At the same time last week that the National Venture Capital Association released its master strategy for reviving the moribund IPO market, a prominent private equity-funded company moved forward with plans for its IPO.
DigitalGlobe, the provider of high resolution satellite imagery used in sites such as Google Maps and Microsoft Virtual Earth, plans to raise up to $304 million in a 16.9 million share offering on the New York Stock Exchange, under the symbol DGI, according to a regulatory filing. The Longmont, Colo.-based company previously filed to go public in April 2008.
DigitalGlobe shares are set to begin trading on the NYSE on May 14. If DigitalGlobe’s IPO prices, it will become the fifth public offering in the United States this year, and the fourth with a technology flavor, following those of Chinese online videogame maker Changyou Ltd., online college operator Bridgepoint Education Inc. and language training company Rosetta Stone Inc., all of which priced in April.
DigitalGlobe owns and operates two imagery satellites it says are capable of collecting nearly 1 million square kilometers of imagery per day, an area greater than the combined land mass of France and Germany. It maintains an image library that houses more than 660 million square kilometers of high resolution earth imagery.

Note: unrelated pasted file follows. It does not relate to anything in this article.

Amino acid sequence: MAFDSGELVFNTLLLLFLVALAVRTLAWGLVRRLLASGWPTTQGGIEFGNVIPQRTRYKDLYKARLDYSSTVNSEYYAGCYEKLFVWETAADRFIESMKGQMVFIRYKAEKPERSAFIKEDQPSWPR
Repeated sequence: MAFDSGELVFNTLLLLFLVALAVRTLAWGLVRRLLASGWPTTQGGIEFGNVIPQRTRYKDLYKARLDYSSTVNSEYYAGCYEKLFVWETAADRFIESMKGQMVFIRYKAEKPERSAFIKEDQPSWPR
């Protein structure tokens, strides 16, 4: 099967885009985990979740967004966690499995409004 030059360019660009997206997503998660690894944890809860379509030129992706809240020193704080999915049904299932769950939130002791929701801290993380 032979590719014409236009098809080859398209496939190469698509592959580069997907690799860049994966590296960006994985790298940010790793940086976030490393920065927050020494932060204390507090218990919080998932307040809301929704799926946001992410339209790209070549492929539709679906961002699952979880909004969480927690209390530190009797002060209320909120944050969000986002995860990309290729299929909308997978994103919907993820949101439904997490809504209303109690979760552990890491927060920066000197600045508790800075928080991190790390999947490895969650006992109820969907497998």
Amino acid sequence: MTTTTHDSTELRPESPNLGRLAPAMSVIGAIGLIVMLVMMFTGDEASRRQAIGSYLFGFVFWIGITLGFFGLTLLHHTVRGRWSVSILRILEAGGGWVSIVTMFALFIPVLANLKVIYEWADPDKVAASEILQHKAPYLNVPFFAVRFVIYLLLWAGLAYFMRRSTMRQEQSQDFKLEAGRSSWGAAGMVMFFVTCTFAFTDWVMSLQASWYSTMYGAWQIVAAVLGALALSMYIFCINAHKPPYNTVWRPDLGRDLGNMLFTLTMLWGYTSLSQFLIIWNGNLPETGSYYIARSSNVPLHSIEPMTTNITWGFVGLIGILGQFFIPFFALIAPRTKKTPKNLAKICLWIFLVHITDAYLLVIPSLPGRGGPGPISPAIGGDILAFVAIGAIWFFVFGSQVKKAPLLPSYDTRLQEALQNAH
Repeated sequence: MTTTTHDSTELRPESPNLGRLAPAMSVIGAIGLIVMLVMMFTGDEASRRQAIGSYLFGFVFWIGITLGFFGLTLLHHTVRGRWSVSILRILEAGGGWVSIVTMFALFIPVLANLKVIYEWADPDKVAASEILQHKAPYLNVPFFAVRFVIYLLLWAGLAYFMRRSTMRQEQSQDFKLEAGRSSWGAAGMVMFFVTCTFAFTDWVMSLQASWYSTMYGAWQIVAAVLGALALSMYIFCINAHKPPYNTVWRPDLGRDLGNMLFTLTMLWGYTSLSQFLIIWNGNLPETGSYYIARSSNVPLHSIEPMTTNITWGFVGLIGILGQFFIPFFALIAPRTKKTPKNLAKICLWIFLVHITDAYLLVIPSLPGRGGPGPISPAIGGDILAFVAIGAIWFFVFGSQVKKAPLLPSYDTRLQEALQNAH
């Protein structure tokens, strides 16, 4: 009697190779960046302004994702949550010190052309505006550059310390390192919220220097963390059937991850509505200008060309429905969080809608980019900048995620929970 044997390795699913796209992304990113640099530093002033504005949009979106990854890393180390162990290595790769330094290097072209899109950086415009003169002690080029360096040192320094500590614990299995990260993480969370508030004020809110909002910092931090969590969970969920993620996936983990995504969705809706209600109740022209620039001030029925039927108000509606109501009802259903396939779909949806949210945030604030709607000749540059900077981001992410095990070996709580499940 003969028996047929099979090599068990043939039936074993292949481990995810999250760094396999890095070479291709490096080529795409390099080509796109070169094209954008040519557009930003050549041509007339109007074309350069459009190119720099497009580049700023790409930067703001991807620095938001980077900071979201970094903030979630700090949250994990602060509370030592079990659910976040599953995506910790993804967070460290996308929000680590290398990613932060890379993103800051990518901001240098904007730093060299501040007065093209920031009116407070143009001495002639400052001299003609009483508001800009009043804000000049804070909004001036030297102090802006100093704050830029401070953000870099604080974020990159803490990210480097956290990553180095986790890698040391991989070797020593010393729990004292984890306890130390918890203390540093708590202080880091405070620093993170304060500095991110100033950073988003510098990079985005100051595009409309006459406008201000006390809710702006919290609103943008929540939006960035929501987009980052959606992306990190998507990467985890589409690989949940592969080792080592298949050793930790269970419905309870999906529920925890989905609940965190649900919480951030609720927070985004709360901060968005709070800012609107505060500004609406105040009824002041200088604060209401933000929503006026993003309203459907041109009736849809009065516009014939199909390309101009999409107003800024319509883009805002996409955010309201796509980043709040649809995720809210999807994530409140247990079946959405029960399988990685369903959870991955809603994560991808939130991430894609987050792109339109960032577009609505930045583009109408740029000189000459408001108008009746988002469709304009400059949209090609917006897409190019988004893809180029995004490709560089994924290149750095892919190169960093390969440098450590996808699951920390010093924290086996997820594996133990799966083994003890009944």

DigitalGlobe plans to launch WorldView-2, its third satellite, in September or early October. The satellite is expected to nearly double collection capabilities to almost 2 million square kilometers per day, enable intra-day revisits to a specific geographic area, and enhance its ability to collect up-to-date imagery in those areas of interest to customers.
The company posted revenue of $275 million in 2008, up from $152 million in 2007. Net income, however, dipped to $54 million from $96 million, on higher depreciation, marketing and administrative costs.
Morgan Stanley is the largest private equity shareholder in the company, with a 37% stake, pre-IPO. Other prominent stakeholders include Beach Point Capital (15% stake), Hitachi (7.6%), Ball Technologies Holding Corp. (6.4%), and GLG Partners (2.2%).
In addition to being the largest stakeholder, Morgan Stanley is also co-lead underwriter for the offering, along with J.P. Morgan, Citi, Merrill Lynch and Jefferies & Co. —Joanna Glasner